Interface

clear hardware-interfaces

clear hardware-interfaces [<interface> [<interface> [..]]] [<sw_idx> [<sw_idx> [..]]]

Clear the extended statistics for all or a list of given interfaces (statistics associated with the show hardware-interfaces command).

Example of how to clear the extended statistics for all interfaces:

clear hardware-interfaces

Example of how to clear the extended statistics for an interface by name and software index (where 2 is the software index):

clear hardware-interfaces GigabitEthernet7/0/0 2

Declaration: clear_hw_interface_counters_command src/vnet/interface_cli.c line 264

Implementation: clear_hw_interfaces

clear interface tag

clear interface tag <interface>

Declaration: clear_tag_command src/vnet/interface_cli.c line 1462

Implementation: clear_tag

clear interfaces

clear interfaces

Clear the statistics for all interfaces (statistics associated with the show interface command).

Example of how to clear the statistics for all interfaces:

clear interfaces

Declaration: clear_interface_counters_command src/vnet/interface_cli.c line 573

Implementation: clear_interface_counters

create sub-interfaces

create sub-interfaces <interface> {<subId> [default|untagged]} | {<subId>-<subId>} | {<subId> dot1q|dot1ad <vlanId>|any [inner-dot1q <vlanId>|any] [exact-match]}

This command is used to add VLAN IDs to interfaces, also known as subinterfaces. The primary input to this command is the interface and subId (subinterface Id) parameters. If no additional VLAN ID is provide, the VLAN ID is assumed to be the subId. The VLAN ID and subId can be different, but this is not recommended.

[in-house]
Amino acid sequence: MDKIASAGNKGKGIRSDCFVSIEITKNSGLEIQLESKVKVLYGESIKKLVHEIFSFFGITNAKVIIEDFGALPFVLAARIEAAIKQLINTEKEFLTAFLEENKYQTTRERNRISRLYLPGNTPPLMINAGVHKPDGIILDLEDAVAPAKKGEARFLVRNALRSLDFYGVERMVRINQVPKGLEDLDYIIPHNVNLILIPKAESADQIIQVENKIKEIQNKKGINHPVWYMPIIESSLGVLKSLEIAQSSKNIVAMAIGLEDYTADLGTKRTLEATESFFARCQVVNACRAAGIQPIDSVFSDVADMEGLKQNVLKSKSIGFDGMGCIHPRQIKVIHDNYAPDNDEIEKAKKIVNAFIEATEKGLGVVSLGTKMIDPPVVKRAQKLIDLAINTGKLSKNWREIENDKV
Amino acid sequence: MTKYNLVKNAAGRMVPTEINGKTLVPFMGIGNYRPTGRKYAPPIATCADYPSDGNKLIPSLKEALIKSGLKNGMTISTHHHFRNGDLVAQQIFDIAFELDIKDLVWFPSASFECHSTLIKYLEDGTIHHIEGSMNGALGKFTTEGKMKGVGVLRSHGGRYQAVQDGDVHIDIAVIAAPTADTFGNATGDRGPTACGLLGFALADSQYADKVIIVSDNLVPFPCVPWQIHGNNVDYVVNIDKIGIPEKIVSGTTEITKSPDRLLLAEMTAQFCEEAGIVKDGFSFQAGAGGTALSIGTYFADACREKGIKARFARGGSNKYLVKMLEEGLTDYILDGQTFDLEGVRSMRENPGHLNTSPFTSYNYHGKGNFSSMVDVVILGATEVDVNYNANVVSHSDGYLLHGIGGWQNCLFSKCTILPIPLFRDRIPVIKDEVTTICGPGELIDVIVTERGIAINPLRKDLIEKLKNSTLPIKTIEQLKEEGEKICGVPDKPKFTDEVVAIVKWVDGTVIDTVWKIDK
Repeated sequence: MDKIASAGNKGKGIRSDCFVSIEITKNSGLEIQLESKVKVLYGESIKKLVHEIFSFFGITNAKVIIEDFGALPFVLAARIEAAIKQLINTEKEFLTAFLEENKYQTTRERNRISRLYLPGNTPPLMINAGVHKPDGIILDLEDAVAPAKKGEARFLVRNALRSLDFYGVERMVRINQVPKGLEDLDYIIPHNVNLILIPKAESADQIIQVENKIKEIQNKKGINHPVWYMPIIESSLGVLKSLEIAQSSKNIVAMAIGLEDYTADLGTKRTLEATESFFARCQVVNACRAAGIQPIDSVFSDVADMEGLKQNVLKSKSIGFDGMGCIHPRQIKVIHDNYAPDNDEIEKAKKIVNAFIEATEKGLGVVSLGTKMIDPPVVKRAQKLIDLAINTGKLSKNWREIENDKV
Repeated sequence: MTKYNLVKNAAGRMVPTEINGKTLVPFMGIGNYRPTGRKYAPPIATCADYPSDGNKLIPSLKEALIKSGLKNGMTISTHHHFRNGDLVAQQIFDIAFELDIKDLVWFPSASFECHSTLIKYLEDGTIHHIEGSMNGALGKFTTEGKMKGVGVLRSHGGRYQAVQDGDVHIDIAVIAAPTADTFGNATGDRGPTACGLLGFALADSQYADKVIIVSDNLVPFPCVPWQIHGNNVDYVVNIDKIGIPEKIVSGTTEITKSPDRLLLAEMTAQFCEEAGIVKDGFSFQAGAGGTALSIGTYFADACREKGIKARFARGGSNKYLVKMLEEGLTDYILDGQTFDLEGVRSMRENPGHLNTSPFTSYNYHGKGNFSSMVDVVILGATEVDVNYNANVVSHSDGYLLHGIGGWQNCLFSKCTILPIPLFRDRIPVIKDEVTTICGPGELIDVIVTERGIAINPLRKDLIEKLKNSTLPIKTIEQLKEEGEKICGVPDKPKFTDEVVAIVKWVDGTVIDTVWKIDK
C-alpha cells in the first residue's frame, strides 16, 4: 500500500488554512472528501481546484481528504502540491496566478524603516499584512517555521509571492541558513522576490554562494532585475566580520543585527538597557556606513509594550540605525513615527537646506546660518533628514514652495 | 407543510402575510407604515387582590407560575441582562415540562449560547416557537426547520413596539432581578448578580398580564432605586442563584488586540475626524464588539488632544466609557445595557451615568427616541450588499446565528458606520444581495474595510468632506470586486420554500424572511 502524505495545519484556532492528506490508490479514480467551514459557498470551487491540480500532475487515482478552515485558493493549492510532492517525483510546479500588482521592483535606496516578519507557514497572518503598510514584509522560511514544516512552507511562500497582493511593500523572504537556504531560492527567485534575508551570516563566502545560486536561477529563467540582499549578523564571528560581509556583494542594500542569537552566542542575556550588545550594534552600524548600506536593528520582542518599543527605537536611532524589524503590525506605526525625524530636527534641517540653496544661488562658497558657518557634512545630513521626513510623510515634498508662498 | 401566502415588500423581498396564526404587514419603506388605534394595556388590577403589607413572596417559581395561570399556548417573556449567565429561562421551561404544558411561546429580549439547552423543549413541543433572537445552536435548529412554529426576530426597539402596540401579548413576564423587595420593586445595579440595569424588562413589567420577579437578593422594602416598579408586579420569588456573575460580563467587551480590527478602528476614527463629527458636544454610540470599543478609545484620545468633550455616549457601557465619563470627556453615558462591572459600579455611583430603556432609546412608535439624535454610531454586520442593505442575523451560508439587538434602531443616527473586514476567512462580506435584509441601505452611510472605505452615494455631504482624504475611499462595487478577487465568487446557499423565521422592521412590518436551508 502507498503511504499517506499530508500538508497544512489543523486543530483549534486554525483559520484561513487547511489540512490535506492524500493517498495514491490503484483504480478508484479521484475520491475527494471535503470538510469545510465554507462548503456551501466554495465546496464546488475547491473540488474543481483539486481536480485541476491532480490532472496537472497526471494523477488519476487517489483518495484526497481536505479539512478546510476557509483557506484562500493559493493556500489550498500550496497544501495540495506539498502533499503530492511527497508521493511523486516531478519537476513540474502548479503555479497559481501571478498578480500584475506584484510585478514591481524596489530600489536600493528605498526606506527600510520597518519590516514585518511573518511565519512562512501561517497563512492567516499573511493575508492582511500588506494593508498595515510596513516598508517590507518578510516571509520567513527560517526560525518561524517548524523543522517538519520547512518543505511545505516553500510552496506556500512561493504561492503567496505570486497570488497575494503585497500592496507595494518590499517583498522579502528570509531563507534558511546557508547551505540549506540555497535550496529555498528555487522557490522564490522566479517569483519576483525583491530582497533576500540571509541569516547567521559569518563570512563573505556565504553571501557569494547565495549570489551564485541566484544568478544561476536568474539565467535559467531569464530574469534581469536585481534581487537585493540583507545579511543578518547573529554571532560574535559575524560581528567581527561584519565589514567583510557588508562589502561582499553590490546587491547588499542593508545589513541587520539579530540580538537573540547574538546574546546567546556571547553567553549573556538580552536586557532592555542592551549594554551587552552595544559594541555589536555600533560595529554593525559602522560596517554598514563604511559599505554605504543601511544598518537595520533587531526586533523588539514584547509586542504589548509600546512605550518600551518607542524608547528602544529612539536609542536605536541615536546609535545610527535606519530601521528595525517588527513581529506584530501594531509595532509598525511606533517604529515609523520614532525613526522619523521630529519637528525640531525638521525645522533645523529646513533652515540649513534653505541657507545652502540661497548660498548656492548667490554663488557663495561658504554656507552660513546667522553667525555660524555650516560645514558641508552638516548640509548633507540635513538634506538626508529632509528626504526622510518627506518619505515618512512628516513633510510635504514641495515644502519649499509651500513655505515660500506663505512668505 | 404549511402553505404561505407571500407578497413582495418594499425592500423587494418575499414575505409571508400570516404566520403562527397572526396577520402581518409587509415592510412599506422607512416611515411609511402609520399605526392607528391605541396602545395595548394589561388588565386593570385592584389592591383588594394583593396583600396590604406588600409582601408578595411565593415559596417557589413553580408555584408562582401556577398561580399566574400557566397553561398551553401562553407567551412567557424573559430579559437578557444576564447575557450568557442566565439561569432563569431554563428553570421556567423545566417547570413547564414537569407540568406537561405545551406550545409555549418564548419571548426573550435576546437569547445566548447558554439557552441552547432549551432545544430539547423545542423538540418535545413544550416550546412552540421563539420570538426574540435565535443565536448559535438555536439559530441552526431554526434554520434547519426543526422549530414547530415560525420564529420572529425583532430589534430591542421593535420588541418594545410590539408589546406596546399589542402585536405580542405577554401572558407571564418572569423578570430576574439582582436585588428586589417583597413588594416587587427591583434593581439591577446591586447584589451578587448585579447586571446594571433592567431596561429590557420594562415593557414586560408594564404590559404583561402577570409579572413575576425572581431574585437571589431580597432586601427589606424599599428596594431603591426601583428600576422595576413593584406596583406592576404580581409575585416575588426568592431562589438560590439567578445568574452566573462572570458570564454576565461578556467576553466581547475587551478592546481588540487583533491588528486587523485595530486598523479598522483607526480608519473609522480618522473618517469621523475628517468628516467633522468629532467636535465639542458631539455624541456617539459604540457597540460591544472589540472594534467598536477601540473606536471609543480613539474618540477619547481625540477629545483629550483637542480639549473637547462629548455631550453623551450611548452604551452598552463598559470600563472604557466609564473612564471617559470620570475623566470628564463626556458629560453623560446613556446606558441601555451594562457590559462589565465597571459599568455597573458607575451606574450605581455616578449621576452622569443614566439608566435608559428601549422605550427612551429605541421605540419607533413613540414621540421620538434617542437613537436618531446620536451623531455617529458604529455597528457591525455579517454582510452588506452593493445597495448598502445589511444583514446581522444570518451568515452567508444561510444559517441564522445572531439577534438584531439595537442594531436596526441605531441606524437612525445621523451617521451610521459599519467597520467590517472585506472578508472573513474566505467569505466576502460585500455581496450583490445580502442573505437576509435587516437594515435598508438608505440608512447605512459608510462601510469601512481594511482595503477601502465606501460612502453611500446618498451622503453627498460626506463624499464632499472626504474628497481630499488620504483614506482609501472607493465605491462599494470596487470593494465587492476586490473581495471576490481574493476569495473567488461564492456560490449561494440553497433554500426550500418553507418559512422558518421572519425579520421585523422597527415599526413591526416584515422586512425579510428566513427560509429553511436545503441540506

This command has several variations:

  • create sub-interfaces <interface> <subId> - Create a subinterface to process packets with a given 802.1q VLAN ID (same value as the subId).

  • create sub-interfaces <interface> <subId> default - Adding the default parameter indicates that packets with VLAN IDs that do not match any other subinterfaces should be sent to this subinterface.

  • create sub-interfaces <interface> <subId> untagged - Adding the untagged parameter indicates that packets no VLAN IDs should be sent to this subinterface.

  • create sub-interfaces <interface> <subId>-<subId> - Create a range of subinterfaces to handle a range of VLAN IDs.

  • create sub-interfaces <interface> <subId> dot1q|dot1ad <vlanId>|any [exact-match] - Use this command to specify the outer VLAN ID, to either be explicit or to make the VLAN ID different from the subId.

  • create sub-interfaces <interface> <subId> dot1q|dot1ad <vlanId>|any inner-dot1q <vlanId>|any [exact-match] - Use this command to specify the outer VLAN ID and the inner VLAN ID.